Golden by Jessi Kirby
Published by Simon & Schuster BYR
Publish Date: May 14, 2013
Source: ARC tour
Seventeen-year-old Parker Frost may be a distant relative of Robert Frost, but she has never taken the road less traveled. Valedictorian and quintessential good girl, she’s about to graduate high school without ever having kissed her crush or broken the rules. So when fate drops a mystery in her lap—one that might be the key to uncovering the truth behind a town tragedy, she decides to take a chance. -(summary from Goodreads)
My Thoughts: This is the first time I’ve read any of Jessi Kirby’s work, although I’ve always read glowing things about her work. Verdict: I loved Golden and I’ll definitely be reading the others books when I can get my hands on them.
Parker is feeling the pressure.
There are other pressures, too. Parker is what we tend to call a ‘goody-two-shoes’ – she always goes by the rules. She never breaks them. She never pushes the envelope. She never stays out late, never breaks curfew, never skips class, never flirts too heavily, never does anything outside of her perfectly planned-out life. Parker is a little afraid that one little slip-up will send all of her hard work down the drain, and certainly there is some risk to that. Deeper down, though, down in her heart of hearts – what exactly is Parker so afraid of? Is she afraid of getting her heart broken? Or is she afraid of failure?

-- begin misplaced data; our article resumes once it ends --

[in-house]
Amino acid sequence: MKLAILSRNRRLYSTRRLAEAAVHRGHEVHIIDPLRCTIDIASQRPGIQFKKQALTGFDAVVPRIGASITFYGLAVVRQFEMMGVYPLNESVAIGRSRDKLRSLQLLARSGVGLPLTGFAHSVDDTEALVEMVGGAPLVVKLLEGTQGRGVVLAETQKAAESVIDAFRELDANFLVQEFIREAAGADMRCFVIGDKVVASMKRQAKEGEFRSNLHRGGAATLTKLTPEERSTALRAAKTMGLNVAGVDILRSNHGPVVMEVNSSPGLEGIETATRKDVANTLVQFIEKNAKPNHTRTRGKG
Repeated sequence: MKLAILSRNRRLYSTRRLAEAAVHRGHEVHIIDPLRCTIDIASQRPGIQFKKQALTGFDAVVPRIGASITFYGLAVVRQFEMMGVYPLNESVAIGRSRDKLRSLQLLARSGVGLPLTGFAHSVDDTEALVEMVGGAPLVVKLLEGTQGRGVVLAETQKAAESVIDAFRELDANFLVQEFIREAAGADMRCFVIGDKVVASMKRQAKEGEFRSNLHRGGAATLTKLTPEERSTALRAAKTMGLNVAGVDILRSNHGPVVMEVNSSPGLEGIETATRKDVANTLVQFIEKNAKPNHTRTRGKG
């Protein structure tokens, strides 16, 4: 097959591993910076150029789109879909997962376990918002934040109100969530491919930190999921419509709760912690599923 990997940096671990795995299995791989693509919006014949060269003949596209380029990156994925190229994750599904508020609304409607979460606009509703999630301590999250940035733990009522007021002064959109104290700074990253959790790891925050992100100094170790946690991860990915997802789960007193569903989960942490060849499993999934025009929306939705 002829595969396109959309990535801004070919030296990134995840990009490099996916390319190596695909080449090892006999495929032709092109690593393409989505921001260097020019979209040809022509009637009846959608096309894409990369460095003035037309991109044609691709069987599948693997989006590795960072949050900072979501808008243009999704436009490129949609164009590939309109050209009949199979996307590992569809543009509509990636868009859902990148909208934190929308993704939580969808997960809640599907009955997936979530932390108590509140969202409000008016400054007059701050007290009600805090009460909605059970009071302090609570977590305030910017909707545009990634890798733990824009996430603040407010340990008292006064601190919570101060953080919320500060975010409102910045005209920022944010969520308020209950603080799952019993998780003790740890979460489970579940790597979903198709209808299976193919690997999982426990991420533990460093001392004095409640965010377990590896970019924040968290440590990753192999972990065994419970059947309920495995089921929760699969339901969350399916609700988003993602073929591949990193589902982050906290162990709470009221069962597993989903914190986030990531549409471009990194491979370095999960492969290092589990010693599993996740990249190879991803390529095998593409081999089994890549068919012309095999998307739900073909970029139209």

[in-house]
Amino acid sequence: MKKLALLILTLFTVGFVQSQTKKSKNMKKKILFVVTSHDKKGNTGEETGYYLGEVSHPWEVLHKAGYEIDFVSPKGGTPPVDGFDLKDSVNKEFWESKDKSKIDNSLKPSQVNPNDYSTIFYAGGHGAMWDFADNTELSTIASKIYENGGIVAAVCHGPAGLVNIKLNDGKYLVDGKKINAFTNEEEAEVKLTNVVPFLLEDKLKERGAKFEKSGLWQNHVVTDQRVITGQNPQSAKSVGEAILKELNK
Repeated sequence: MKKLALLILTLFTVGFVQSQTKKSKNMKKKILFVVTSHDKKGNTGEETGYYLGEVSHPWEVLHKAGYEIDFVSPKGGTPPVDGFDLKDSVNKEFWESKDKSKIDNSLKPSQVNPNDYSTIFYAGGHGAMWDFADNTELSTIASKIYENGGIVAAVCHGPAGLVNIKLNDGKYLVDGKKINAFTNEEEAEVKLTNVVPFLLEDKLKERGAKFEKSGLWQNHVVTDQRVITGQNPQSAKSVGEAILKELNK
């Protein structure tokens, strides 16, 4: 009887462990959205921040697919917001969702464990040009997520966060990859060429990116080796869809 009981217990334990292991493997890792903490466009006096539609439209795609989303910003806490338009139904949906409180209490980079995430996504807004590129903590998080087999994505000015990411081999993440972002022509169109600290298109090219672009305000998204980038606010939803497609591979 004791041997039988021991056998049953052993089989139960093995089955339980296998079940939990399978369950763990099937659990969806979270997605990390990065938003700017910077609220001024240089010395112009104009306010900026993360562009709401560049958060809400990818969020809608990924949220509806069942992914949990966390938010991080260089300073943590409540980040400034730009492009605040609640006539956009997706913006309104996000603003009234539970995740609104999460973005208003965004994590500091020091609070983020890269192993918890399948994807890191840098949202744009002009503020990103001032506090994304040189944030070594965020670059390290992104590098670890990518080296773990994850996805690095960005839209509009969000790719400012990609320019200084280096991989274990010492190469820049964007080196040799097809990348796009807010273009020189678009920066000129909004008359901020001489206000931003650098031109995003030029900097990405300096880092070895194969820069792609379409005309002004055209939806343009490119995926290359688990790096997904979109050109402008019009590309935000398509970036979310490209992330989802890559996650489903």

Parker’s best friend, the fun-loving Kat, is always trying to get her to loosen up a little bit. After all, if she doesn’t live a little bit now, when will she? Before long, Parker will be gone off to college, all grown up, and she’ll have lost her chance to enjoy this precious time in her life. She’ll have lost her chance with Trever Collins. And she won’t live anywhere close to Kat anymore, because they both know that Kat is not headed down the same path that Parker is…
The clock is ticking if Parker wants to seize the day before she graduates.
Parker finds something special.
One of Parker’s jobs as TA is to search for current addresses and mail these notebooks back to their previous owners. During this task, Parker comes across the sealed notebook of Julianna Farnetti, after whom one-half of the above-mentioned scholarship is named. Julianna and her boyfriend disappeared shortly after graduation ten years ago, and they were never found. Parker has a decision to make regarding this notebook – Should she track down Julianna Farnetti’s family and give them the notebook with Julianna’s private thoughts? Should she give it back to Mr. Kinney? Should she read it? YES! Yes, she decides to read it.
Parker cannot believe the story that unfolds in the pages of Julianna Farnetti’s journal.
Golden by Jessi Kirby was like the warm, Southern sunshine in the springtime. It was not too much and it was not too little. It was the perfect amount of everything. I was reading this book and I didn’t want to move an inch until I was finished with the story. I wanted to soak every bit in. And THAT is exactly how I feel everytime I sit in the Southern sunshine in the springtime.
These characters – Parker, Kat, Trevor, Julianna, and the rest of them – are expertly written. They’re developed and fleshy. They leap right off of these pages and into your head and your heart. They’re easy to connect with and visualize. Parker Frost is the student that we’ve either been or we know: she’s lived her life always pleasing other people but never herself. Every one of them have all of these great things about them, but they all have these little quirks or issues, which make them so real.